The news media lost a great reporter when Stewart Alsop recently succumbed to leukemia. I phoned him a couple of years ago and requested an interview. He turned me down rather brusquely. He frankly didn’t want to give an interview to a conservative. But I respected him because, although he lived and worked in the midst of the liberal establishment, he didn’t let his opinions or his friends diminish his dedication to the task of reporting the important news.
Stewart Alsop was one of the handful of reporters who tackled the overriding issue of our times, namely, the shift of strategic nuclear power from an 8-to-1 U.S. superiority to clear Soviet superiority. He was one of the first reporters in the national news media to expose how the Soviets had stalled the SALT negotiations for 2 ½ years while they dug 91 new missile holes and we dug none. He bluntly described the Soviet SS-9 missile which carries a warhead “about 20 times as heavy as the American Minuteman.”
He even reported the fact that the Soviets have tested at least three new intercontinental missiles “since the 1972 SALT Agreement was signed” — an agreement which we were told “stopped” the spiraling arms race.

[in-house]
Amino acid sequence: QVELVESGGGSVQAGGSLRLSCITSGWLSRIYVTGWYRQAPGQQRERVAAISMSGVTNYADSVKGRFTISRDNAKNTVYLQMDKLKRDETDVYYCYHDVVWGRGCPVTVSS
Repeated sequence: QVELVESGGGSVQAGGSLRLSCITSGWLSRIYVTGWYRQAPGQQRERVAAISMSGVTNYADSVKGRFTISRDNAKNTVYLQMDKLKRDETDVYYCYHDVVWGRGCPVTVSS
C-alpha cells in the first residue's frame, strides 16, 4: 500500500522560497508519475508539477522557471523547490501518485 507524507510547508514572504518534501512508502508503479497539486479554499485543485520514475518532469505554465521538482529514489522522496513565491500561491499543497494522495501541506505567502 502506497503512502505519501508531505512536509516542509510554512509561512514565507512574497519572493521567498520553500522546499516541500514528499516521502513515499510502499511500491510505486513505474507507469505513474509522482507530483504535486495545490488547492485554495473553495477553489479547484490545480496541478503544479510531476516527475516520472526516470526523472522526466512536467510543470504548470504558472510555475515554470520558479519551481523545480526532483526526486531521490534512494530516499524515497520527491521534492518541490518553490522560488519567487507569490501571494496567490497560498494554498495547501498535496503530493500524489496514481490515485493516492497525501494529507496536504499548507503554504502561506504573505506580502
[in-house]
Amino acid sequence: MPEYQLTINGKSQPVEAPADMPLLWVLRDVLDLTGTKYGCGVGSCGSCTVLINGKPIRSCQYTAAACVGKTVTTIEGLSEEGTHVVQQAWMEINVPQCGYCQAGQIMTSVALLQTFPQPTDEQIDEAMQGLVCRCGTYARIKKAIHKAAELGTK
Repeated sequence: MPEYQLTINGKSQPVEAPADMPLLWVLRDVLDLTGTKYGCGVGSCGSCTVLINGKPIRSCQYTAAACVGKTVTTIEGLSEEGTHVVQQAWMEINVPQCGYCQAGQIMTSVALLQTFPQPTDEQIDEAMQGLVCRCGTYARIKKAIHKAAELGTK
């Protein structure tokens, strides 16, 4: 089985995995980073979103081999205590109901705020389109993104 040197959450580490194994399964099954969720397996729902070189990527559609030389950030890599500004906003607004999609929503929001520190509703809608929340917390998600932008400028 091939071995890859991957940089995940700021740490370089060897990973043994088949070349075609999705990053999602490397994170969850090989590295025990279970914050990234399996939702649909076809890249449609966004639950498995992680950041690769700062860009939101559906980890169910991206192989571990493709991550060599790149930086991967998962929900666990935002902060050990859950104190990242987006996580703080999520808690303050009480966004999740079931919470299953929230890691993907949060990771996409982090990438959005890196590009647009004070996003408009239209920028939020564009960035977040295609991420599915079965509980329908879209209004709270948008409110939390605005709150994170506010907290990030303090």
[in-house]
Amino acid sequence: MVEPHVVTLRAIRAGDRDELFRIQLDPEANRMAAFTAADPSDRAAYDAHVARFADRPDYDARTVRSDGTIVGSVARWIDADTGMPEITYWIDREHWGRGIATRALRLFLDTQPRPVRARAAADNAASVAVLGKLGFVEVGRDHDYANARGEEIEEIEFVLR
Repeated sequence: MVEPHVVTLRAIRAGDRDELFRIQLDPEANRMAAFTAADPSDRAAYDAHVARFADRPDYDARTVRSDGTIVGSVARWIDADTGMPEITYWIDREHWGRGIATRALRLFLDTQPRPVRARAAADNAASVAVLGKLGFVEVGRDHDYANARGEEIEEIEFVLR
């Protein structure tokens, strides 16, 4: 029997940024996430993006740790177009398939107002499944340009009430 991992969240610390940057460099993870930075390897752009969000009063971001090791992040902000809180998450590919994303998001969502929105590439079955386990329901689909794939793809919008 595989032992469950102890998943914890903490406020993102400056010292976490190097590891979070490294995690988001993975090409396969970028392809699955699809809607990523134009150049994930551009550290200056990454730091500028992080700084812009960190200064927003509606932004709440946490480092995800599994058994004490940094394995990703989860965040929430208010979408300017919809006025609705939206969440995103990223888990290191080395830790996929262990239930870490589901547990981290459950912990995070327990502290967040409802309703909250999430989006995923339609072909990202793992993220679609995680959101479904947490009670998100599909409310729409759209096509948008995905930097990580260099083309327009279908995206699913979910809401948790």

With the skill of a master surgeon, Alsop repeatedly exposed the widely circulated lies that we have a “sufficiency” of nuclear weapons and even “overkill.” Back in 1971 he wrote that it was “too late to talk about missile parity” because the Soviets already then had “between five and ten times” the missile megatonnage we have. He predicted that the Soviets “are building up for a new eyeball-to-eyeball nuclear confrontation like the 1962 Cuban Missile Crisis,” in which he said it would be “our turn to blink!” because we no longer have nuclear superiority.
Stewart Alsop told how the Soviet Navy has already become the dominant seapower, and how our army of fighting men is so reduced in strength that the Russians must consider it “some sort of joke” by comparison with their 80 combat ready divisions.
Stewart Alsop knew that in reporting these dismal facts he would subject himself to the sneers of his fellow liberals who either do not have the intellectual capacity or persistence to tackle the complex subject of nuclear strategy, or who have decided to play along with the unilateral-disarmament intellectuals who are concealing the facts about the Soviet nuclear threat under the euphoria of detente. Alsop sadly confessed in one column that, in writing about Soviet weapons, he knew he would make himself the target of false accusations that he was “a tired old toady of the military-industrial complex.” This, of course, is the favorite smear term of those who advocate spending U.S. taxpayers’ money on credits to the Soviet Union instead of on weapons for our own defense.
Stewart Alsop was an honest liberal reporter who had the courage to report the facts that nobody wants to hear. He has left a vacuum which will be difficult to fill.